Find out more about Diversity and Inclusion at St Mungo’s here.

    Looking back at the last year, “What a privilege to be a part of it all”

    John from our Outreach team in Bristol reflects on what has been achieved in the past year.

    Looking back at the last year, the first words I think of are tiring and exhausting. But also, what a privilege to be part of it all. What we managed to achieve within that year is absolutely amazing.

    When we first went into lockdown we had to get everyone in, and we had to find the best way to get everybody in. It was that simple. My role is to go onto the streets and reach out to people. To build a relationship. To build trust.

    Sometimes, I was literally able to chat to someone who was sleeping rough, talk to Bristol City Council, and depending on what was available I could get them into emergency accommodation within 20 minutes.

    I have to mention other services. I can only talk about my experience but I can’t emphasize enough how much it was a collective thing. The team, St Mungo’s, other homelessness organisations, the emergency services, Bristol City Council – us as a city, we all pulled together.

    Let’s not forget that most important is the person who is on the street. What we manage to achieve alongside each other. When I think about people who are homeless and how difficult it must have been – one minute they were on a busy street, the next thing they knew the whole city had locked down. How hard that was for people with no homes, for people that needed support or who had alcohol and drug problems. We had to make sure we tailored our support so it was right for their needs.

    You need to remember how fast everything happened at the beginning. Hotels being opened for people on the streets, supported accommodation project making changes so they could keep going – it all happened very quickly! It’s also important to emphasise how Bristol City Council stepped in to help, and how the government gave funding.

    It was stressful and exhausting. I remember some nights I’d get home after a day’s work and fall asleep with my tea on my lap. Go straight to bed and then wake up the next morning to do it all again.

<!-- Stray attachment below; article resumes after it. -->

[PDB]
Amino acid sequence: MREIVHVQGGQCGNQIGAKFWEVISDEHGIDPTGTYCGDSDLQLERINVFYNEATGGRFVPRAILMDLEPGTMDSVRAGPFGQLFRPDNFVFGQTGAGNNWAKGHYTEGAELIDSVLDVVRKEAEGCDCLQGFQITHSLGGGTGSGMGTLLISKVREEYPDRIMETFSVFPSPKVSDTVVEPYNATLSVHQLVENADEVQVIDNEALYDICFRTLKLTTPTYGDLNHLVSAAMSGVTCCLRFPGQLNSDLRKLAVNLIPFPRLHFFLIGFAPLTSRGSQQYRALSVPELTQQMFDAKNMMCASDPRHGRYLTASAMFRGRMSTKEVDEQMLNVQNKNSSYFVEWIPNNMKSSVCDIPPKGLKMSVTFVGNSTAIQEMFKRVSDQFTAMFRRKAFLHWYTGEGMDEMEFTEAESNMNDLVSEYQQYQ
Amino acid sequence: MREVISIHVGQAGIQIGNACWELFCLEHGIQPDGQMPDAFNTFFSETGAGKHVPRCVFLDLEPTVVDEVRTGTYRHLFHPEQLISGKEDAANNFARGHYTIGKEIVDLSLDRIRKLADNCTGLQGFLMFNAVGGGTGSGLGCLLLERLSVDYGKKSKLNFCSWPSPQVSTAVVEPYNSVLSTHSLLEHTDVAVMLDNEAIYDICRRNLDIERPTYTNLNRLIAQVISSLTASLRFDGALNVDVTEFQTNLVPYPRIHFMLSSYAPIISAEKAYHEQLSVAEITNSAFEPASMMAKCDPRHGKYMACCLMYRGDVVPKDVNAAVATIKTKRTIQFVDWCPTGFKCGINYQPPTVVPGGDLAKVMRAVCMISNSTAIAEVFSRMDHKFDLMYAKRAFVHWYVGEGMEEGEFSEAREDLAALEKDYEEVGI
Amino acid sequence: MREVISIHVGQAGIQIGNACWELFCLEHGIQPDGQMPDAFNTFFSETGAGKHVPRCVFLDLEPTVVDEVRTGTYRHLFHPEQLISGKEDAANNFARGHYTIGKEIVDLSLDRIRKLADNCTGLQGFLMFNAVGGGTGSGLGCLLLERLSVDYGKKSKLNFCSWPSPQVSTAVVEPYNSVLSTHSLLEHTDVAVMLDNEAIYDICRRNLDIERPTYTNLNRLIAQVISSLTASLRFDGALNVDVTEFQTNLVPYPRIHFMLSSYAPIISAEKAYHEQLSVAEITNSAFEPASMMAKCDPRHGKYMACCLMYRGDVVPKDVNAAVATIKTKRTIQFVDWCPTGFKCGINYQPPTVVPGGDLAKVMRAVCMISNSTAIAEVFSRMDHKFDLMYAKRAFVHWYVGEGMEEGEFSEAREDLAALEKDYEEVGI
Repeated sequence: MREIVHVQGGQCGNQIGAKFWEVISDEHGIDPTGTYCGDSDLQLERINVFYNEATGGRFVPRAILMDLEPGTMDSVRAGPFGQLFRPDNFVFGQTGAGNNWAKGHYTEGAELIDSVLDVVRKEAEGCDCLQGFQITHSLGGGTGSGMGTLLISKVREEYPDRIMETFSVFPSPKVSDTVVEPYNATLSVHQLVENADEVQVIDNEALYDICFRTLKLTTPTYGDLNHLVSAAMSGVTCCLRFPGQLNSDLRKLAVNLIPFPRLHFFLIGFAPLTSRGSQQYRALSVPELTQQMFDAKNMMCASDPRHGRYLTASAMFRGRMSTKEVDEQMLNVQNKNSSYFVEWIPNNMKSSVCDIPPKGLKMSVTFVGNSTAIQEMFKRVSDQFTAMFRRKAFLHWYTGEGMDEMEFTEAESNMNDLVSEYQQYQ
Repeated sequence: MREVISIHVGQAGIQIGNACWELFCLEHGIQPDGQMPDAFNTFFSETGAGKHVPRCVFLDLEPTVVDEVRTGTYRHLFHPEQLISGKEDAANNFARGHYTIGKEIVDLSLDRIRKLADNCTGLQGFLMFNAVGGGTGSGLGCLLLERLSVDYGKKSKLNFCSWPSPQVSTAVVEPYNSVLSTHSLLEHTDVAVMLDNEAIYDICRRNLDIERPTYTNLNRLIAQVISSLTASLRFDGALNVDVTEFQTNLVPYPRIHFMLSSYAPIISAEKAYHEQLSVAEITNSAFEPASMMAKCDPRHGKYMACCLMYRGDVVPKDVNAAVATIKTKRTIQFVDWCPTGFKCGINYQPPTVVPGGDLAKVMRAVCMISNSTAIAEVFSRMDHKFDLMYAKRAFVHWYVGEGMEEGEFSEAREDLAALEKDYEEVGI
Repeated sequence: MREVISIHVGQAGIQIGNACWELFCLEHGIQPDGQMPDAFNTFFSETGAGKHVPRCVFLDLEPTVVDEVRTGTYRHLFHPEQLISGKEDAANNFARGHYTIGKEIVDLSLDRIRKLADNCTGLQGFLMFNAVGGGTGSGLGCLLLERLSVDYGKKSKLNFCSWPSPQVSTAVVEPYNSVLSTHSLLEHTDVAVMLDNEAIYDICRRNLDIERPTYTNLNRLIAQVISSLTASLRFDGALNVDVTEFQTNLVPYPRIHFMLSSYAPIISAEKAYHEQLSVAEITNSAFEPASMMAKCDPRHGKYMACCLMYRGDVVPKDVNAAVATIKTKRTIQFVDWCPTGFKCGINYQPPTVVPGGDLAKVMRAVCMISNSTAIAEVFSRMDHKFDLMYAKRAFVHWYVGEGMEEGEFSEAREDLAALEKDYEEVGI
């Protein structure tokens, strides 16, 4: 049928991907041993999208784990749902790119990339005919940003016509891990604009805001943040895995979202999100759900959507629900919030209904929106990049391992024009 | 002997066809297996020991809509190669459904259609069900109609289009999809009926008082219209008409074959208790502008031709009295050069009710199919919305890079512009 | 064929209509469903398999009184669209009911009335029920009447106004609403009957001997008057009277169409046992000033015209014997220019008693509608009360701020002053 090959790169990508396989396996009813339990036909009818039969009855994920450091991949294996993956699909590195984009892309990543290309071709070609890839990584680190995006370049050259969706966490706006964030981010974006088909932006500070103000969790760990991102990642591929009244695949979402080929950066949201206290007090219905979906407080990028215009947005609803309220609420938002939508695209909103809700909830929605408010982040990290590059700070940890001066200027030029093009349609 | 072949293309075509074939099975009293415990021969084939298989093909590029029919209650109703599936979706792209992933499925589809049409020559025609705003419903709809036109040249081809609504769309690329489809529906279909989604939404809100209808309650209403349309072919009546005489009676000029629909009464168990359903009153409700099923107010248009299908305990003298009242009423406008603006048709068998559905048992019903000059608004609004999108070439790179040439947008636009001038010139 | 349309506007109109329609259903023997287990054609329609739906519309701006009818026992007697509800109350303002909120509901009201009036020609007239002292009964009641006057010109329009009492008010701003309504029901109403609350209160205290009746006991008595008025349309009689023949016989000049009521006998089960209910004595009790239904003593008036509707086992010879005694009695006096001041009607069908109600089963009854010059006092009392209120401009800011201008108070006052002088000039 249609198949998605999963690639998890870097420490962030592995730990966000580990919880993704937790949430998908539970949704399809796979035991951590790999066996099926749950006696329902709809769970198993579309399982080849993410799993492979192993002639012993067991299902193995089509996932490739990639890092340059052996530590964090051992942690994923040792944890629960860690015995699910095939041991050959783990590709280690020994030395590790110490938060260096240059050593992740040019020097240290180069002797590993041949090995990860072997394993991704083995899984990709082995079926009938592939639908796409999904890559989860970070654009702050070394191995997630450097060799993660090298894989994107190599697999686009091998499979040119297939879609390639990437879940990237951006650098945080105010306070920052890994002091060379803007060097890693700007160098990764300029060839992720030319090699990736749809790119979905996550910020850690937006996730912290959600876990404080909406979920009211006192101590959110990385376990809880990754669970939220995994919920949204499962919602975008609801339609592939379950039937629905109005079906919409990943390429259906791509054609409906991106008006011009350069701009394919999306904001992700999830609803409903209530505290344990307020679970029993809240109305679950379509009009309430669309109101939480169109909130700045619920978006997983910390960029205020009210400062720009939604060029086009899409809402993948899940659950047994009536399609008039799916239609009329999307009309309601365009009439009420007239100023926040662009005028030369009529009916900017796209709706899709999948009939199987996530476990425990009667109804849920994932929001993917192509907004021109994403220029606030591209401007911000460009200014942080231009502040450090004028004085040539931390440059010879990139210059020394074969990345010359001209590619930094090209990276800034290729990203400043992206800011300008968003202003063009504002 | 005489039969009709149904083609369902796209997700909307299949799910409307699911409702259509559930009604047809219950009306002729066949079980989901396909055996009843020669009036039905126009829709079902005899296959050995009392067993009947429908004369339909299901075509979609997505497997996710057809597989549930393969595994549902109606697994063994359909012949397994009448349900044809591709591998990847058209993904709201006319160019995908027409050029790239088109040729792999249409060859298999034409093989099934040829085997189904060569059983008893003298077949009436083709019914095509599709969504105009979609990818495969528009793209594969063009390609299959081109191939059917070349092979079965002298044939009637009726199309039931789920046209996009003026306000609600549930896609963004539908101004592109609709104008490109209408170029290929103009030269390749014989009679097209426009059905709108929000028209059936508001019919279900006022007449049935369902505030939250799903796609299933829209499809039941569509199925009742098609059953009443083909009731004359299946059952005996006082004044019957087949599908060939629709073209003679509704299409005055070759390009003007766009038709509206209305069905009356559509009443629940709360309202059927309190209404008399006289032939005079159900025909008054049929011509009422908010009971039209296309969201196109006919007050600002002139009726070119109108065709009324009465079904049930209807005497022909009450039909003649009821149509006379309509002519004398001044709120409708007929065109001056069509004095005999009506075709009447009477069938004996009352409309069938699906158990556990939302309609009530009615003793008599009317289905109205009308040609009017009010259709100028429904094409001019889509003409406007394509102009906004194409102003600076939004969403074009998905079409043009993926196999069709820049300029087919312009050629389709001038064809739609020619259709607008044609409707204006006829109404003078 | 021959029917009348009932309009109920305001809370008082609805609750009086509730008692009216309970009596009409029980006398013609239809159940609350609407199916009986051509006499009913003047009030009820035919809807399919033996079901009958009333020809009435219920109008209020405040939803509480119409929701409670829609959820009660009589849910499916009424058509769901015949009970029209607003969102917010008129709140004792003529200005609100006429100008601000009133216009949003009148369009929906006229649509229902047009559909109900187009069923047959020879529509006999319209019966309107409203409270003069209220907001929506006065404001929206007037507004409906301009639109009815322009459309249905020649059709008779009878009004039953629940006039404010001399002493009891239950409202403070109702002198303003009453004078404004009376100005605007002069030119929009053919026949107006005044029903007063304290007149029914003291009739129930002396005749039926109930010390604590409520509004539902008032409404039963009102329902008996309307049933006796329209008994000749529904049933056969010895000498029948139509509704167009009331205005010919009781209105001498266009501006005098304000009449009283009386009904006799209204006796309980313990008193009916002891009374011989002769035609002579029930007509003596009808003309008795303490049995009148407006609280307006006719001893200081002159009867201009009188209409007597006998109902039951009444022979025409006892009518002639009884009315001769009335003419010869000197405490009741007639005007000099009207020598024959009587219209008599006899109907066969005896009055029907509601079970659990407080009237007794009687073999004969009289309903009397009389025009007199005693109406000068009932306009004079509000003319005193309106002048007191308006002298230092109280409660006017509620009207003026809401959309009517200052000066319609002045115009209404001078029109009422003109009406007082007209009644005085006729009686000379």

When we offered people on the streets a hotel room, they couldn’t believe it. Honestly, within a night you could see a difference. An instant stabilisation – being somewhere warm, safe and with a hot meal. Doing the job I do I know how important that is. Imagine how difficult it is on the streets; how hard it is to rest, to find food, to find warm bedding, to find somewhere safe to sleep. And how traumatic that must be for anybody.

    Of course, Covid has been horrific for everyone. But I do have gratitude for some of the positive things that I’ve seen come out of a bad experience. There were people that we had been engaging with for some time – who might have experienced trauma, difficulties with their mental health, or have had challenging experiences – and we were able to get them in for the first time. And because we could get them into emergency accommodation, we have had so many amazing stories of people moving into their own places. Sometimes I see people that I supported into accommodation and they are walking down the street like a completely different person.

    Recently, over winter, we’ve activated our severe weather response three times in Bristol. So we’ve got Covid, we’ve got lockdowns starting and stopping, shops opening and closing and then all of a sudden the weather is freezing and it’s all hands on deck again. We’re out from 6 in the morning until midnight, going out to get everyone in from the cold.

    Even though we achieved what we did in lockdown, sadly there are still people on the street. We can’t lose sight of that. Every single person deserves a home.

    When I reflect back on the last year – exhaustion, tiredness, not sleeping very well – have I recovered from it? Absolutely not! As a team it’s been hard work.

    But also, what a lovely thing to be able to do. What a privilege to be part of it.

    And you know what? I’d do it all again tomorrow.

    “Everybody In” – working with vulnerable people sleeping rough during COVID-19

    Ed Addison, Manager of St Mungo’s City of London Outreach Team, shares his first-hand experience of supporting people sleeping rough during the outbreak of COVID-19. 

    It was 19 March when the gravity of the situation with COVID-19 hit home for me. I was out on an early shift at around 7am with a colleague and we went to meet George*, a well-informed, articulate man in his 50s who’s been sleeping rough for a couple of years but who is reluctant to accept offers of support for a number of reasons. The City of London had requested that we get everybody indoors due to the potential health risk of COVID-19, which meant us offering to support to anyone, plus we had a duty of care to welfare check and ensure George was safe and well.

    We find different ways to use our knowledge to encourage people to accept support – such as presenting facts around the dangers of rough sleeping. On this occasion I found myself turning the concern around the virus as a tool to encourage George to take up an offer of accommodation. He countered our initial offer of support stating that it was a choice he was making to live his life on the streets, and that he was prepared to die on the streets.